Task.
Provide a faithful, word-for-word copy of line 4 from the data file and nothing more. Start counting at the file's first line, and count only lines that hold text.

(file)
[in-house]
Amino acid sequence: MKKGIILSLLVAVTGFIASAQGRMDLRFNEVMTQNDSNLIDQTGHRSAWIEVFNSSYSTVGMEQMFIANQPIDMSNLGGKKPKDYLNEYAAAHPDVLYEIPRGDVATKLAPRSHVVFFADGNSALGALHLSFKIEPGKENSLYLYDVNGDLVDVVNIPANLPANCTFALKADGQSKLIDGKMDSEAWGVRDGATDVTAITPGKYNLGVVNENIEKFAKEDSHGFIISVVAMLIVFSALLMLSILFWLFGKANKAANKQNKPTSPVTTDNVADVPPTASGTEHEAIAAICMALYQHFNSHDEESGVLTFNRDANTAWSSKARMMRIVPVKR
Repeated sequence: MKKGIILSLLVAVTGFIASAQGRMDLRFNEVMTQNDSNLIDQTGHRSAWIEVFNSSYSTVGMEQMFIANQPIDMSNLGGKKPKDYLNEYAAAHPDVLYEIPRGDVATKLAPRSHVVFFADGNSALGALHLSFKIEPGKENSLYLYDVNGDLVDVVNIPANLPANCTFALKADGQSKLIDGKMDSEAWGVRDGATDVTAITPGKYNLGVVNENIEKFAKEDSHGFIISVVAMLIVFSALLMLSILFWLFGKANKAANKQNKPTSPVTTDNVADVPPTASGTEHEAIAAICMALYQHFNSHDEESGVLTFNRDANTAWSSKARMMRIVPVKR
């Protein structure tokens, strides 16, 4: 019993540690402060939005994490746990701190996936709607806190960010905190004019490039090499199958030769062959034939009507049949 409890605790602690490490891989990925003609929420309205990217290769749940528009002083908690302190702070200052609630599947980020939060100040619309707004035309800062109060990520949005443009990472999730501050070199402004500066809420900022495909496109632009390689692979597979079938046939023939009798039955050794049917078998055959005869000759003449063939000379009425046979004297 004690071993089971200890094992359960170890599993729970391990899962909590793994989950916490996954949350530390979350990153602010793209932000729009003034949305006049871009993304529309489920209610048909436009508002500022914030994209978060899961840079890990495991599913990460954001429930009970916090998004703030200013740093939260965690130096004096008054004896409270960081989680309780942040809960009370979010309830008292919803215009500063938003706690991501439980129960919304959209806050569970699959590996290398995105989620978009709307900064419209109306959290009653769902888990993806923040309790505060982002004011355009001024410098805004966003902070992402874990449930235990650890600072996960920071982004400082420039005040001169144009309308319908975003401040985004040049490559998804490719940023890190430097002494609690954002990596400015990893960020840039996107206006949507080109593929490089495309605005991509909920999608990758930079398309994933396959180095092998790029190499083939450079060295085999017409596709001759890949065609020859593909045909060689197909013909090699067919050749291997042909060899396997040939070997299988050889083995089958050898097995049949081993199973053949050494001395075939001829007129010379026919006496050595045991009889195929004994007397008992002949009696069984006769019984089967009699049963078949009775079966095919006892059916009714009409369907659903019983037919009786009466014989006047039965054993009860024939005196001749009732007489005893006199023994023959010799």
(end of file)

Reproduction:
């Protein structure tokens, strides 16, 4: 019993540690402060939005994490746990701190996936709607806190960010905190004019490039090499199958030769062959034939009507049949 409890605790602690490490891989990925003609929420309205990217290769749940528009002083908690302190702070200052609630599947980020939060100040619309707004035309800062109060990520949005443009990472999730501050070199402004500066809420900022495909496109632009390689692979597979079938046939023939009798039955050794049917078998055959005869000759003449063939000379009425046979004297 004690071993089971200890094992359960170890599993729970391990899962909590793994989950916490996954949350530390979350990153602010793209932000729009003034949305006049871009993304529309489920209610048909436009508002500022914030994209978060899961840079890990495991599913990460954001429930009970916090998004703030200013740093939260965690130096004096008054004896409270960081989680309780942040809960009370979010309830008292919803215009500063938003706690991501439980129960919304959209806050569970699959590996290398995105989620978009709307900064419209109306959290009653769902888990993806923040309790505060982002004011355009001024410098805004966003902070992402874990449930235990650890600072996960920071982004400082420039005040001169144009309308319908975003401040985004040049490559998804490719940023890190430097002494609690954002990596400015990893960020840039996107206006949507080109593929490089495309605005991509909920999608990758930079398309994933396959180095092998790029190499083939450079060295085999017409596709001759890949065609020859593909045909060689197909013909090699067919050749291997042909060899396997040939070997299988050889083995089958050898097995049949081993199973053949050494001395075939001829007129010379026919006496050595045991009889195929004994007397008992002949009696069984006769019984089967009699049963078949009775079966095919006892059916009714009409369907659903019983037919009786009466014989006047039965054993009860024939005196001749009732007489005893006199023994023959010799």